// end of VM execution loop

// maybe_callee_frame is the stack frame for
// a function that needs to be called next.

match maybe_callee_frame {
    Some(mut callee_frame) => {

        // should_pop_frame() is true if we're
        // in a tail position of a function
        while self.should_pop_frame() {

            // pop the last frame off stack
            let top_frame = self.stack.pop().unwrap();

            // carry over return pointer so the callee
            // ultimately returns to the right place
            callee_frame.rp = top_frame.rp;

        // push the new frame onto stack

    // ...

This method of stack replacement isn’t zero-overhead – the VM still incurs a cost for checking for tail calls at runtime at every function call site – but it’s much lower overhead that wrapping every return value in a Thunk struct like in the Go-based interpreter. This extra degree of control is the benefit of controlling Ink’s call stack explicitly in the VM, rather than relying on the host language (Go)’s call stack.

The September compiler

Unlike the other two environments, where we were interpreting Ink code in a runtime we controlled, the September compiler has a different goal: transform Ink code into equivalent JavaScript that runs elsewhere in Node.js or a browser. This means we can’t do funky stack reuse tricks or use thunks everywhere, but it does allow us to rewrite certain parts of our Ink program. This rewrite process is how September supports TCE.

The first option I considered was a full source code transformation technique, the way ClojureScript transforms recur tail recursive calls to while (true) loops. This is probably the ideal solution, but I got stuck in implementation, so decided to take a slightly easier approach: selectively injected trampolines.

A normal tail recursion trampoline has a few undesirable downsides:

  1. It changes the original tail recursive function incompatibly, by changing its return type to sometimes be a trampoline value (thunk)
  2. It adds unnecessary overhead to all function calls, if all functions are trampolined

September’s compiler implements a selective trampoline to support tail call optimization, by detecting cases of self tail-recursion – when a function tail-calls itself – and transforming only those function calls into trampoline calls. It also adds a special construction inside these transformed functions so the trampoline is contained, and the overall return type of the function isn’t changed. This overcomes the two main problems with trampolines. Although this isn’t completely reliable TCE because it can’t support all tail calls, it supports the use cases that matter.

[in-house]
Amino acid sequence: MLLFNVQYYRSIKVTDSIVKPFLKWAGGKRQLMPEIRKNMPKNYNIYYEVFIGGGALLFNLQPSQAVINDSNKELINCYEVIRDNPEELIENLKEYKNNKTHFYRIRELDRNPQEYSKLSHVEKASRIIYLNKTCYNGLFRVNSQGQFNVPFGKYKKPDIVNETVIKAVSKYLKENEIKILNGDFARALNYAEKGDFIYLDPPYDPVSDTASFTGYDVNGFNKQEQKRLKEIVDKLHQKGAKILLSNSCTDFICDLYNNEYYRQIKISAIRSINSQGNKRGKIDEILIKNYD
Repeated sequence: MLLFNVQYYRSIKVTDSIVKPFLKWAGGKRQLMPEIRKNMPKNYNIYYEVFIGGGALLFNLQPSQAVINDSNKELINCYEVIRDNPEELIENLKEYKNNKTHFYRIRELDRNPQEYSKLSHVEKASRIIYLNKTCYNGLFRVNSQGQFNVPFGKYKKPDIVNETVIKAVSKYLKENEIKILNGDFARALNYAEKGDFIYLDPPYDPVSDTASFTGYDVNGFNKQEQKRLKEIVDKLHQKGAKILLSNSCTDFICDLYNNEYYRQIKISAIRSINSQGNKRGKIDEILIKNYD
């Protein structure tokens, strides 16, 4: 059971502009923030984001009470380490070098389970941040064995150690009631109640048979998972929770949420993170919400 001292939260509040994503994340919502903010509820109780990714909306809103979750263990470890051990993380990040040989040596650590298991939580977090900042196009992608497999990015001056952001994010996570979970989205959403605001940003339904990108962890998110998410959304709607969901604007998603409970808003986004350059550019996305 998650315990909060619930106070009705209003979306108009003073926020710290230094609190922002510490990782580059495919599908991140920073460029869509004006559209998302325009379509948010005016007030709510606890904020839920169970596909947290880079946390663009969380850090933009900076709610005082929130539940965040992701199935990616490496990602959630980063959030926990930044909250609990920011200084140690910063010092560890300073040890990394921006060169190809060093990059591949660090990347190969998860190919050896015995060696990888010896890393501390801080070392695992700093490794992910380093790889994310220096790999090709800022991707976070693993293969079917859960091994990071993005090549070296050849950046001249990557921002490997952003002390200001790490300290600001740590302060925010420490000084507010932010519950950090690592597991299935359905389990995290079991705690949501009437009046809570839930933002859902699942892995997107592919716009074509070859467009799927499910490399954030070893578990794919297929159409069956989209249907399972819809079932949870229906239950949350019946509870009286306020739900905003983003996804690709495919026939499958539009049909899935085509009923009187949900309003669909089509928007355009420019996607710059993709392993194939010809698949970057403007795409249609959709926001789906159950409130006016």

As an example, here’s the simplest possible tail-recursive Ink function. It loops by counting down from the given n until zero, and returns 'done!'.

countDown := n => n :: {
    0 -> 'done!'
    _ -> countDown(n - 1)


Compiling with september translate countDown.ink transforms this Ink code to the following JavaScript.

countDown = n => (() => {
  let __ink_trampolined_countDown = n =>
    __ink_match(n, [
      [() => 0, () => __Ink_String(`done!`)],
        () => __Ink_Empty,
        () => __ink_trampoline(__ink_trampolined_countDown, n - 1),
  return __ink_resolve_trampoline(__ink_trampolined_countDown, n);


There’s a lot more code here to support the trampoline, but the key to this transformation is that Ink has created a new function for us inside our countDown function called __ink_trampolined_countDown. This is a version of countDown that returns a trampoline value (__ink_trampoline(...)). The overall countDown function returns the value you get when you call this trampolined function with the trampoline unwrapped. We can see this at

return __ink_resolve_trampoline(__ink_trampolined_countDown, n);

The end result is that we’ve created a trampoline for countDown to implement TCO for this function, without changing the return type for countDown itself because we’ve hidden the actual trampoline completely within the function.

There are downsides to this approach of TCO taken by the September compiler. Most importantly, this kind of code transformation only works for cases of clear self-recursion. If you’ve renamed your recursive function, or if you have mutual recursion or something more complex, the compiler won’t be able to recognize tail recursion and perform the correct transformation. I think this is a worthy tradeoff in ergonomics for a big benefit: painless tail call optimization where it matters most, in loops and iteration.


At its core, tail call elimination is a powerful construct that lets us express infinities. It lets us say “this value is defined as the result of this infinite calculation” without actually performing an infinite amount of work right away. For Ink, this gives us an elegant way to express many iterative algorithms. There’s a whole microcosm of research concerning efficiently performing tail call elimination or optimization in various environments, and we’ve seen some of them here. Like any technical choice, the techniques come with a variety of tradeoffs between runtime and compile-time performance, simplicity, and compatibility.

I think it’s pretty cool that even between the three different Ink implementations, tail calls are implemented differently due to the different constraints in their respective environments. Sadly, it seems like there’s a shortage of accessible material online about how different production languages implement TCE in general. But hopefully this serves as a worthwhile contribution to that small collection.